They either drag you into the light, practically obsessively, force you into social interactions, walk overly-carefully around you or just try to “understand you”

These people are a pain, although they aren’t really as insulting as the belittlers they also aren’t as neutral (mostly) as the indifferent.

I knew such a person, she was a very kind person.
She always came over and asked me to hang out with her, she tried introducing me to some of her friends (terrible decision, that) and didn’t even give me a moment of peace and quiet.

She was doing her best, mind you, but depressed people are very easily overwhelmed, and such an aggressive approach wasn’t doing me any favors in that sense.

No one understands

Alright, so how should you act, then?

1) Give them space

Not quite the same as being indifferent.
The indifferent will continue as though nothing is wrong, so if they have any daily reactions to you they will just move on with them.

The real issue here is that most people either give too much or too little space.
If given too much “freedom” a depressed person is basically stuck with their own thoughts, leading their depression to become worse.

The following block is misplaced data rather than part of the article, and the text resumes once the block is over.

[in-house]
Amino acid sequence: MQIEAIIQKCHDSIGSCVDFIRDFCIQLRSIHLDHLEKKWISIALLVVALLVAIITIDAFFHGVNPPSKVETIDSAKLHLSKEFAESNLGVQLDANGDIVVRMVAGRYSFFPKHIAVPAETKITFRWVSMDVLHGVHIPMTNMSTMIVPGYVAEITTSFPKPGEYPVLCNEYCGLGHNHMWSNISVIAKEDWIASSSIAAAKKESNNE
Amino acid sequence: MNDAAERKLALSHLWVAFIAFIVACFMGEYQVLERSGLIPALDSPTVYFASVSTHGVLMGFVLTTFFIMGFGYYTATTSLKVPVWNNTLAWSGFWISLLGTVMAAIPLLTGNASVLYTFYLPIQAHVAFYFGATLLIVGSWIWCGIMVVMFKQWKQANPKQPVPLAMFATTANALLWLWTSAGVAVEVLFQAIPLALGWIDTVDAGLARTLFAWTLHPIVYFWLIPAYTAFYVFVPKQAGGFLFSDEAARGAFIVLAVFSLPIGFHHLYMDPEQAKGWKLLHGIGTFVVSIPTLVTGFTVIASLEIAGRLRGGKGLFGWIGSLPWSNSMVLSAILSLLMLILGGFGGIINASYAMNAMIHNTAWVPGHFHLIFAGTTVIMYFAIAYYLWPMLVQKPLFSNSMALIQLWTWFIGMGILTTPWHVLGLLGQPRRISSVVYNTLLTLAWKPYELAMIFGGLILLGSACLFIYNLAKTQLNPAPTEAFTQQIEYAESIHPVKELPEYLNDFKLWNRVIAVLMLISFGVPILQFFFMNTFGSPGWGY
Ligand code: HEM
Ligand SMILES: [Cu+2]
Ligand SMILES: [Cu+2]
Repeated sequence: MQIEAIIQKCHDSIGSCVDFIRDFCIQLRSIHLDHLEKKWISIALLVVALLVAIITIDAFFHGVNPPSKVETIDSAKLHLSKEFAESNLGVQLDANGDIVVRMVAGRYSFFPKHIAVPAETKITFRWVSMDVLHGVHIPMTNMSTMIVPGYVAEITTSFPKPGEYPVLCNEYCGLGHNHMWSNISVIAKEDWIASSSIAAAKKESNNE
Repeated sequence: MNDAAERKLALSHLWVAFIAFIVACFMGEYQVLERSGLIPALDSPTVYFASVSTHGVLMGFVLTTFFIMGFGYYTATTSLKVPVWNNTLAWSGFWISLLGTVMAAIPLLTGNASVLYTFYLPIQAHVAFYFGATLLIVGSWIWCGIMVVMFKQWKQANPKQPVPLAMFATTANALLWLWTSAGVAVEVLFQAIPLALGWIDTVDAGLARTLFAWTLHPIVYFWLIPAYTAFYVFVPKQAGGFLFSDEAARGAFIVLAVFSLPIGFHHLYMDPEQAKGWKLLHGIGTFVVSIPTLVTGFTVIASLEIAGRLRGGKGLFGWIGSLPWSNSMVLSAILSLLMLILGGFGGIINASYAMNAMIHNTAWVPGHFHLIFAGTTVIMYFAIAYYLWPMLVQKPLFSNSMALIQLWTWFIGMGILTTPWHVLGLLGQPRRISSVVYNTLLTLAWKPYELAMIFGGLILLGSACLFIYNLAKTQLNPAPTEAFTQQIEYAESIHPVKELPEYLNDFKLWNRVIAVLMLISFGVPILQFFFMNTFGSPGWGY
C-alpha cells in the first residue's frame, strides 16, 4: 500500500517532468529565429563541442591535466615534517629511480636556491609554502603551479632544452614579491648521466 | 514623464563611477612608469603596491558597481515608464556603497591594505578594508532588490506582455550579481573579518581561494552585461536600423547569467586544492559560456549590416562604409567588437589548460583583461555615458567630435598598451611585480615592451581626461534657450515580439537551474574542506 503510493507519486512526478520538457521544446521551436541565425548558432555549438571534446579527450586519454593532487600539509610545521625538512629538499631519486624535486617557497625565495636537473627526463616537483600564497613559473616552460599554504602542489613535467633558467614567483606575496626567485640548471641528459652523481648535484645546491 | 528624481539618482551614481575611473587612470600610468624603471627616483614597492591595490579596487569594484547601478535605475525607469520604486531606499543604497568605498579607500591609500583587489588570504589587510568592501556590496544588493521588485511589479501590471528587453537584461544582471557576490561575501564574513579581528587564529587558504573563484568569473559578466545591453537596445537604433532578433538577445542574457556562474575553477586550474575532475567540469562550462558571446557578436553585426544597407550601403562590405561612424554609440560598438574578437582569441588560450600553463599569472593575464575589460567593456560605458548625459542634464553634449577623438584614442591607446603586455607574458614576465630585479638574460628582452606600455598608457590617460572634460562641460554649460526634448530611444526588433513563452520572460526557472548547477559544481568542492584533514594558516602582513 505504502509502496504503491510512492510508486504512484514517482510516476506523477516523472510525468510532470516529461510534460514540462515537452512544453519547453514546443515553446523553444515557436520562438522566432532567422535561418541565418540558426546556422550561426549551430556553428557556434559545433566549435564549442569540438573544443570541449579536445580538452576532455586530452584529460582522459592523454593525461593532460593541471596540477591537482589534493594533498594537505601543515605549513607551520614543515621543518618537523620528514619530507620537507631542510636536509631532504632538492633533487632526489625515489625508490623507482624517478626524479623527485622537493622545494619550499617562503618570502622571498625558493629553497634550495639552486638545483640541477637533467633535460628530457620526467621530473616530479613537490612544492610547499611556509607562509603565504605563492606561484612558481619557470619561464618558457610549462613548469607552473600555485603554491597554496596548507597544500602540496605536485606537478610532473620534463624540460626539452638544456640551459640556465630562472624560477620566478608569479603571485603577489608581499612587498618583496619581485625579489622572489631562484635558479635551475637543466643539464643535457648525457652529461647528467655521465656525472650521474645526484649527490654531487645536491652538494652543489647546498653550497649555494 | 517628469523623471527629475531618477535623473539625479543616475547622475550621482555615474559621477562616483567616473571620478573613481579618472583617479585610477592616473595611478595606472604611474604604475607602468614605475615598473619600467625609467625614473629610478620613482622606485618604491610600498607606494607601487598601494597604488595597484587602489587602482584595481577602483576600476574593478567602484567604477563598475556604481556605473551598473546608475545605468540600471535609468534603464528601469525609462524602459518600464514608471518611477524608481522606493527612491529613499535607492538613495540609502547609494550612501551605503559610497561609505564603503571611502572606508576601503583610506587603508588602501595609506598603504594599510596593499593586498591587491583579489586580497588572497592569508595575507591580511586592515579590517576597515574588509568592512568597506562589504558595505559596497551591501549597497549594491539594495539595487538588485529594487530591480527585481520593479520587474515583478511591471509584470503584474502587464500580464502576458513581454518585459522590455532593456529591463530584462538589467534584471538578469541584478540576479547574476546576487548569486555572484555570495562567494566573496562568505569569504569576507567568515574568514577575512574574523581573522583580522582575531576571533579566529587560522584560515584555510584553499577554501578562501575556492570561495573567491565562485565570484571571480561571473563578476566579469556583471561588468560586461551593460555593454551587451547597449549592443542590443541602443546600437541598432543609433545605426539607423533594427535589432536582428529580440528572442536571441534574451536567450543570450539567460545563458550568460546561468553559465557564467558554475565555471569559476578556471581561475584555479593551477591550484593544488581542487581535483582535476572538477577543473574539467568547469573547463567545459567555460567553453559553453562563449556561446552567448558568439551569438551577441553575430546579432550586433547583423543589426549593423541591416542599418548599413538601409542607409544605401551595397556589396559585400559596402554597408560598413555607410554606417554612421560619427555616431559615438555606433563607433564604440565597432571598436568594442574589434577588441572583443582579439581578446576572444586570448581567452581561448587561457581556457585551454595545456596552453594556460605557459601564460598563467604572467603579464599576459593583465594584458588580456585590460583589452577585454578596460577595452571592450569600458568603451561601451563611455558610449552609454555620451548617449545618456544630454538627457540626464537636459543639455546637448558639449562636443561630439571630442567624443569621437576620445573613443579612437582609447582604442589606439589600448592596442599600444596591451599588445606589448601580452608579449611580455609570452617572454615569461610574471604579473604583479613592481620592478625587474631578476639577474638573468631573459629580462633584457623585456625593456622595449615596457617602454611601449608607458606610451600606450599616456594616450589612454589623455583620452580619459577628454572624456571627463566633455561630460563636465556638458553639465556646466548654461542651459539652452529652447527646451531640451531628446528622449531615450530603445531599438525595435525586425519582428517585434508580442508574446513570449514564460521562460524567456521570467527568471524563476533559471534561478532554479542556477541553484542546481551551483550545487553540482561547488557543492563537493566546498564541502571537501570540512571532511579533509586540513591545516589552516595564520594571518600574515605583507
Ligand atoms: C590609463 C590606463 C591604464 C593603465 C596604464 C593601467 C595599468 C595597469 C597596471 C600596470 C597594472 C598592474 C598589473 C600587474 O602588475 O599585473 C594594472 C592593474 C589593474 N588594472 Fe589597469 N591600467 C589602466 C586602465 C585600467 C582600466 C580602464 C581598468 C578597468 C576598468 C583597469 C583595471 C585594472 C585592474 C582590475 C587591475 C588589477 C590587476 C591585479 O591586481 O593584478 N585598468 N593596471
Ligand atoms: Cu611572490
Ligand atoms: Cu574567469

If they don’t get enough alone time, they might snap under the pressure, something that will make their emotional health worse.

Don’t be too careful, but don’t just leave them to their own suffering (unless you don’t care).
I guess the most specific answer would be to leave them alone for as little as you possibly can without forcing them into a tight spot.

2) Baby steps

So we talked about how depressed people tend to feel that they are pushed into the corner if you are overwhelming them, right? Get too much in their face and they might not be able to take it, but if you aren’t persistent enough then you aren’t doing any good.

So how do you take them out of their comfort zone? By taking it slow.

Sure, you might not be able to force them to spend time with your friends, but just coming over and talking to them every once in a while can go a long way.

What you are actually talking about will be discussed further down below.

This actually changes from person to person, but after a few pokes, you will be able to tell when to pull them out of their comfort zones and when to lay back for a bit